You may recall that last year, the Ontario Human Rights Tribunal
("the Tribunal") raised the eyebrows of employers when it
ordered that a terminated employee be reinstated to her position
with full seniority almost a decade after she had left the
workplace. In Fair v. Hamilton-Wentworth District School
Board, 2013 HRTO 440 ("Fair"), the employee
was awarded, among other things, reinstatement (which included nine
years of back pay) and $30,000 for compensation for the injury to
her dignity, feelings and self-respect. To read our prior e-lert on
this decision, click
Until recently, the Tribunal had generally been of the view that
its reinstatement powers should be exercised in limited
circumstances. As a result, many were surprised to see the Tribunal
reinstate an employee almost ten years after her termination. Such
a decision results in an uncharacteristically large damages award
and also leaves the employer with the undoubtedly uncomfortable
task of re-integrating the employee back into the workplace.
It was therefore no surprise that the employer in Fair
brought an application for judicial review of the Tribunal's
decision before a panel of the Ontario Superior Court of Justice,
Divisional Court ("Divisional Court"). Among the several
grounds raised, the employer challenged the appropriateness of the
reinstatement award in the circumstances.
On September 29, 2014, the Divisional Court released its decision
on the application,1 upholding the decision of the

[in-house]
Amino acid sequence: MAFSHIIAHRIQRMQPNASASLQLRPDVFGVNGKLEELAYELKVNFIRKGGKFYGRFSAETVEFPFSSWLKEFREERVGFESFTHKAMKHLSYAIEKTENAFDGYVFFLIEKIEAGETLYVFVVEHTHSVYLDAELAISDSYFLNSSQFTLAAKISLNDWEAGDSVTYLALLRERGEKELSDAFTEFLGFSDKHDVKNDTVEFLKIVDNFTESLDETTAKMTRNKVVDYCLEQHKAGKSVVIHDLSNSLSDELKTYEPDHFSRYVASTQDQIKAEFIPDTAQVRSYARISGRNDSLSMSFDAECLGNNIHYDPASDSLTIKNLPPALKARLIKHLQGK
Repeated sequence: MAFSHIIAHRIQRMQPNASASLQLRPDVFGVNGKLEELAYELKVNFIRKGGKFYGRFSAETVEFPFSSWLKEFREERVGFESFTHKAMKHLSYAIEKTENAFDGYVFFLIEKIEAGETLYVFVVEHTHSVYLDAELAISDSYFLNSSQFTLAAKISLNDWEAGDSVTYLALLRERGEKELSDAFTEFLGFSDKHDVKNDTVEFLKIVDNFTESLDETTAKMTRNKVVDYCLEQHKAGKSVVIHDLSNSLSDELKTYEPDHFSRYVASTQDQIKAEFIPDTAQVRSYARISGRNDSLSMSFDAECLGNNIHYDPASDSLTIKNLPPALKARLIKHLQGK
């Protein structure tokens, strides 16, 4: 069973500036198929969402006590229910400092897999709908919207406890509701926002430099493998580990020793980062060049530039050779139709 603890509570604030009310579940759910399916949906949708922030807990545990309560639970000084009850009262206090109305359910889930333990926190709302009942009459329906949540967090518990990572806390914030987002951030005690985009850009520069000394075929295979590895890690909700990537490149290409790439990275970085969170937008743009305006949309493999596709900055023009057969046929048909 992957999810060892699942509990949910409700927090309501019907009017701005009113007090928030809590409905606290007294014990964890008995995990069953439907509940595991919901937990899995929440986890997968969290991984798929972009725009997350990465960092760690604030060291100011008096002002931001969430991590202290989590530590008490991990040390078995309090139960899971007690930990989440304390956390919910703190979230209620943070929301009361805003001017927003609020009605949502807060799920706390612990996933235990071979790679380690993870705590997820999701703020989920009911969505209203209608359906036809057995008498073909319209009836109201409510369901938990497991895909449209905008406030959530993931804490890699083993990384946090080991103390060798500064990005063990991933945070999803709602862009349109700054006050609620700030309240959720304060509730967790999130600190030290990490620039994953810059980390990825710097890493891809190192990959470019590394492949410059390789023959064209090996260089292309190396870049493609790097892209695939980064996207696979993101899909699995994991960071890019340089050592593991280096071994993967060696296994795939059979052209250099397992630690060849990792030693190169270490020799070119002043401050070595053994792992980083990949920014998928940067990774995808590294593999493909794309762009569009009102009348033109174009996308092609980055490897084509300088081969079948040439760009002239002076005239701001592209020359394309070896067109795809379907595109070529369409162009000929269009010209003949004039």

Tribunal and awarding an additional $15,000 in costs against the
employer in respect of the judicial review process.
The Divisional Court made short order of the employer's quarrel
with the reinstatement award. It held that the Tribunal has broad
remedial authority and that, while reinstatement is unusual, there
is no barrier or obstacle to the remedy at law. The Divisional
Court concluded that the Tribunal's decision with respect to
remedy is "intelligible, transparent and with justification.
The outcome is within the range of reasonable
While one could argue that such a result was not within
anyone's reasonable expectation at the time, with Court
approval of the Tribunal's decision in Fair, employers should
now have little doubt that the Tribunal's power to reinstate is
a risk on any termination that is found to result from unlawful
1Hamilton-Wentworth District School Board v.
Fair, 2014 ONSC 2411
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Unfortunately, reasonable accommodation for employees in the workplace continues to be the source of significant litigation and even today we continue to see outrageous examples of employers behaving badly.
We are now beginning to see reported cases involving charges and subsequent fines laid against employers for failing to provide information, instruction and supervision to protect a worker from workplace violence.
On October 13, 2016, the Supreme Court of Canada denied leave to appeal an Ontario Court of Appeal decision which ordered an employer to pay a former employee 37 months of salary and benefits following termination.
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